New divorce law signed, advocates say it ultimately protects kids

By John Knicely

OLYMPIA, Wash. —

Advocates celebrated what they call a new, more civil divorce option on the Capitol steps Friday after Gov. Jay Inslee signed the Uniform Collaborative Law Act.  It allows couples to agree on terms of their divorce without going to court.

“This is a very big deal,” said Cynthia First of the Port Gardner Law Group.  “I have been doing family law litigation 25 years and court is no place for families.”

Advocates stress there are no winners or losers in the process.

“Nobody’s going to sign anything unless they’re both in agreement for it,” said Kristin Little.  She used a version of the process in her 2009 divorce before this new state law gave it more legal weight.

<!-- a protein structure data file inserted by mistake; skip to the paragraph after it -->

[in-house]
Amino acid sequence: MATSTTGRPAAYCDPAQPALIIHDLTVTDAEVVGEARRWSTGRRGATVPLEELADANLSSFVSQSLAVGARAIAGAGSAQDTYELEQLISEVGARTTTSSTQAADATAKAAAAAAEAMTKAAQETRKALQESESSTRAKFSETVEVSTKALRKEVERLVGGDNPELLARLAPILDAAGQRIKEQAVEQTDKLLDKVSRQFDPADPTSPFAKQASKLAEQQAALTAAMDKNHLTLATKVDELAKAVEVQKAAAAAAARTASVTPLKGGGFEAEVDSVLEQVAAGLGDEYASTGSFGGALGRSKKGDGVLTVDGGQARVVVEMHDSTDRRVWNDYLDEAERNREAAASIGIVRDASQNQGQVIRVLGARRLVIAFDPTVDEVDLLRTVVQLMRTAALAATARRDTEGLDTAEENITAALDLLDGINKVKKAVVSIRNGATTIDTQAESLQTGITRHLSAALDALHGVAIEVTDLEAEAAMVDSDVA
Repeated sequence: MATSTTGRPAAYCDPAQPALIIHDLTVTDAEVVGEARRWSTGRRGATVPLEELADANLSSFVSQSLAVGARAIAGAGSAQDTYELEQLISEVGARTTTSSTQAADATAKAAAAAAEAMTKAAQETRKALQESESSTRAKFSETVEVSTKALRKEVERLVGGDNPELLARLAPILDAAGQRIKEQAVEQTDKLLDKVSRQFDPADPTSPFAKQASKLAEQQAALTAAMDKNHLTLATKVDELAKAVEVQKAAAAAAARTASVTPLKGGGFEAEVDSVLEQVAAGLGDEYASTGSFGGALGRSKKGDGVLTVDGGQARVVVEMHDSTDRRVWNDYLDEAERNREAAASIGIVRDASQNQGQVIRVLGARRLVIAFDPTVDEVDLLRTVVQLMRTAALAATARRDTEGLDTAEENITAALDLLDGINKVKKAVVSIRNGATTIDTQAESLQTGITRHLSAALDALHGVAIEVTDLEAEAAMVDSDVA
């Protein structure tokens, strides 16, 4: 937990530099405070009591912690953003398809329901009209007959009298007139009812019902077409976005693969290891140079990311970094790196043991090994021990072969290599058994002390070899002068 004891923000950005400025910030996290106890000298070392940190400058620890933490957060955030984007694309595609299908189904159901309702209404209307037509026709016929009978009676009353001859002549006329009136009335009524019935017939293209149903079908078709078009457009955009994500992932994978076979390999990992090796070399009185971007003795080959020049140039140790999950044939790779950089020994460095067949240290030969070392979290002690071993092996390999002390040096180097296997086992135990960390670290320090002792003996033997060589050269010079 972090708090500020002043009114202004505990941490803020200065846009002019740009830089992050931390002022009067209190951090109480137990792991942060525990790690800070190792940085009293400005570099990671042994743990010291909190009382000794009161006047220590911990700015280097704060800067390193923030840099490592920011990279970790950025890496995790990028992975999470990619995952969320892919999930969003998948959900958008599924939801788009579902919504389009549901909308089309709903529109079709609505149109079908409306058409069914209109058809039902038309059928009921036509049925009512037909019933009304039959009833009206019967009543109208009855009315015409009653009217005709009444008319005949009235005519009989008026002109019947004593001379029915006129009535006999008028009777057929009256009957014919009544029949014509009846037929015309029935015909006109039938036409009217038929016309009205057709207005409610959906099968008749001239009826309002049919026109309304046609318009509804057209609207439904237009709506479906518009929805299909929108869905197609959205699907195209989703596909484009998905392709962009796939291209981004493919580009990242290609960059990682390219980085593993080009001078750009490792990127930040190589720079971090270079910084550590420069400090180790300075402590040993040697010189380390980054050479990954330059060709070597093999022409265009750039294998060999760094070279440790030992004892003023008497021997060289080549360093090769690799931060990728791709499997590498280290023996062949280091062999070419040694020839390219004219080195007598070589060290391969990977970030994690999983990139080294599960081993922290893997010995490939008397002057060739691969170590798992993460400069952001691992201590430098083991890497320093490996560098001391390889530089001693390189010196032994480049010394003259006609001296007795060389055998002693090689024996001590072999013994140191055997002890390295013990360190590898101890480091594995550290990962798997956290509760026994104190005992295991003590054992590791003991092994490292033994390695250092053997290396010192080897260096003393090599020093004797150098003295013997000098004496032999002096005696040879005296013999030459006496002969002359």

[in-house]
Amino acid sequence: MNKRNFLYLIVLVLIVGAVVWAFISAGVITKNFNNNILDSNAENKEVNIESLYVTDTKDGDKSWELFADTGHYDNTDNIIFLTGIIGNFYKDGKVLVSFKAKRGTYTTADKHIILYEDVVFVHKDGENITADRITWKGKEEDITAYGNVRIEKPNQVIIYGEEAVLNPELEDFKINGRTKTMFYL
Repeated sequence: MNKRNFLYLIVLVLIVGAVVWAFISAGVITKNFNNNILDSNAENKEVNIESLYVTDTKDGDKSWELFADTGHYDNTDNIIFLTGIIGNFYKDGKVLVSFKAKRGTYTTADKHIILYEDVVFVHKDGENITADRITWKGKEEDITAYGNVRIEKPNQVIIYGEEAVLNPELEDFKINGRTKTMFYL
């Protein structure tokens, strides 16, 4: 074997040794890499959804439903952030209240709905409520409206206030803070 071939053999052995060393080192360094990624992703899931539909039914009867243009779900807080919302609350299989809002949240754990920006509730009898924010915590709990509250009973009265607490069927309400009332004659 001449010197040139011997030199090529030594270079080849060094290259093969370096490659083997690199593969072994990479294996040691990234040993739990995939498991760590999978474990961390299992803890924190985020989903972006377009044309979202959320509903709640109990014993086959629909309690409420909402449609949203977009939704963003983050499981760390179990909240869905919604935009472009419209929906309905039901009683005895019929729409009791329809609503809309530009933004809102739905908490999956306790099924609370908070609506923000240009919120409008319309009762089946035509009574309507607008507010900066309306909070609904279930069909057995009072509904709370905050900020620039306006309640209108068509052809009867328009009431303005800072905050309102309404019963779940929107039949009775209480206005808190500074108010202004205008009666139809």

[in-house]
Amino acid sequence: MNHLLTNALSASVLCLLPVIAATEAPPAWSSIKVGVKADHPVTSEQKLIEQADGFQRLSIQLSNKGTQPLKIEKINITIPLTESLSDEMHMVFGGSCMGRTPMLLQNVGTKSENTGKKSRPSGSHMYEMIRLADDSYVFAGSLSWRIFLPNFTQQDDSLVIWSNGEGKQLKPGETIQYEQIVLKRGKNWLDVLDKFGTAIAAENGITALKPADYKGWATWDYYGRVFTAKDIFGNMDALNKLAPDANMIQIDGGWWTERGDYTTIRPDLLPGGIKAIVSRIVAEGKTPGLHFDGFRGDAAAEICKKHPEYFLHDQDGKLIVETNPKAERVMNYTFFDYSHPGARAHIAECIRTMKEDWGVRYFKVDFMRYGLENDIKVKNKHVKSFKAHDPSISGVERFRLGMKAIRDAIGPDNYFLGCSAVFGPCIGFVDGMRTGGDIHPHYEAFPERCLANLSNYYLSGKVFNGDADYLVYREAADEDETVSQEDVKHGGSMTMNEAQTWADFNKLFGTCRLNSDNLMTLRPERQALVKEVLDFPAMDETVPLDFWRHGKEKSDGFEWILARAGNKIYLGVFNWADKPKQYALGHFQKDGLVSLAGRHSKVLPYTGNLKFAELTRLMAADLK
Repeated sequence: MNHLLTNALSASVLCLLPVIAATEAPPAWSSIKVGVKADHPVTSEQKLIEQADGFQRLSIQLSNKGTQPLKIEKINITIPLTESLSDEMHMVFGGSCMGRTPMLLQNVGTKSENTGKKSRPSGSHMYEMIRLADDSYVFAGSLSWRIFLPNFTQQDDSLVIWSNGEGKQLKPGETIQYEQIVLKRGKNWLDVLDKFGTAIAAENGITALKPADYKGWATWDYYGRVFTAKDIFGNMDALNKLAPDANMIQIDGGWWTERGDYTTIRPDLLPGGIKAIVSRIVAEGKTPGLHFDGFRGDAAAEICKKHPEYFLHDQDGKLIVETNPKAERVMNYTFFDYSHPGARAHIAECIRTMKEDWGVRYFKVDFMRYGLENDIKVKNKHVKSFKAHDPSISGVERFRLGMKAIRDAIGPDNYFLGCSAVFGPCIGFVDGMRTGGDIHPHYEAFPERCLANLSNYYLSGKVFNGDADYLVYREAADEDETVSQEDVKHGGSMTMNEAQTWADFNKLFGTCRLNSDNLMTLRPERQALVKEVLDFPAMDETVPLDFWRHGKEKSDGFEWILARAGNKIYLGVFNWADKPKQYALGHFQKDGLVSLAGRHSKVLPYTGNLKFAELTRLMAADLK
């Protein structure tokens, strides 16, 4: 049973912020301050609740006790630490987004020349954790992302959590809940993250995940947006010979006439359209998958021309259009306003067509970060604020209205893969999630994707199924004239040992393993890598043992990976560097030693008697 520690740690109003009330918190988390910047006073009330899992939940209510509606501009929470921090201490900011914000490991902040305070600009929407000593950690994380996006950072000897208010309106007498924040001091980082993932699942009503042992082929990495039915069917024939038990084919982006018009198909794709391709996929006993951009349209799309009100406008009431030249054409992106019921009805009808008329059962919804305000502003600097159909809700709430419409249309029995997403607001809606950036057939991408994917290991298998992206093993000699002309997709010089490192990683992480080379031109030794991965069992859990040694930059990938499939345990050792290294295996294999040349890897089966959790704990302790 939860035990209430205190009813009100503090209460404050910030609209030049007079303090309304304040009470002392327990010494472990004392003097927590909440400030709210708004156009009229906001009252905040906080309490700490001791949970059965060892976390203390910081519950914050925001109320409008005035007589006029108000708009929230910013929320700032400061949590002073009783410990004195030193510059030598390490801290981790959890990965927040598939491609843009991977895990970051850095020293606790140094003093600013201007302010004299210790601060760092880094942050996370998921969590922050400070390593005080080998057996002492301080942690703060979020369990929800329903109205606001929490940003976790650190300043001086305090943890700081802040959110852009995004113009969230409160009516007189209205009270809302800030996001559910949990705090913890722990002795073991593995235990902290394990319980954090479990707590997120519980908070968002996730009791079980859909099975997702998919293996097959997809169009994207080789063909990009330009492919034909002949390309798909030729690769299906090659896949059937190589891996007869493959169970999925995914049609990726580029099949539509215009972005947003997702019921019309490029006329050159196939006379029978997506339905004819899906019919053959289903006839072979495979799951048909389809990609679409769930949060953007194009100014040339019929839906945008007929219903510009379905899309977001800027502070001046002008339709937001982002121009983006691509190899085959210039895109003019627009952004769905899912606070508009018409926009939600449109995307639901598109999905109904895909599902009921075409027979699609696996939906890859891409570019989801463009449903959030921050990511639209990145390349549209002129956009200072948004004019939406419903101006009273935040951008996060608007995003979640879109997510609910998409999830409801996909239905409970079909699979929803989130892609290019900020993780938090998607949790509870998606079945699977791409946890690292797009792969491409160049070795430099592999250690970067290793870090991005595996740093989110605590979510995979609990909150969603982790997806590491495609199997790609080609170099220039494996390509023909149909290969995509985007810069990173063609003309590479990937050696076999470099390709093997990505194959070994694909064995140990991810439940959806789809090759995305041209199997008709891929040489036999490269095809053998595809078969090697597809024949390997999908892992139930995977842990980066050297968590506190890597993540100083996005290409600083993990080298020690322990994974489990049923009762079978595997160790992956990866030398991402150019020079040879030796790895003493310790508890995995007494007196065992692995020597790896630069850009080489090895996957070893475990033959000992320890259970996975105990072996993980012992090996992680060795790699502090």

Through the process, Little and her ex-husband each had their own attorney.

Mental health professionals and a child specialist also worked with them to craft the terms of the divorce and the parenting plan.

As a licensed child therapist, Little found the process to be so beneficial that she decided to focus her practice on collaborative law divorces.

“So you’re helping people to be good parents through the divorce,” said Little.  “And so you’re actually preventing a lot of the damage that can occur during the divorce.”

First said a key element of the new law is if the process falls apart, none of the information shared can be used in court.

“Later they don’t have to worry about somebody going on the stand and saying, ‘Oh they offered me this in mediation or that in the collaborative process,’” said First.

Little emphasized that collaborative law divorce doesn’t remove the intensity or emotion during the process, but it makes it easier to co-exist after.

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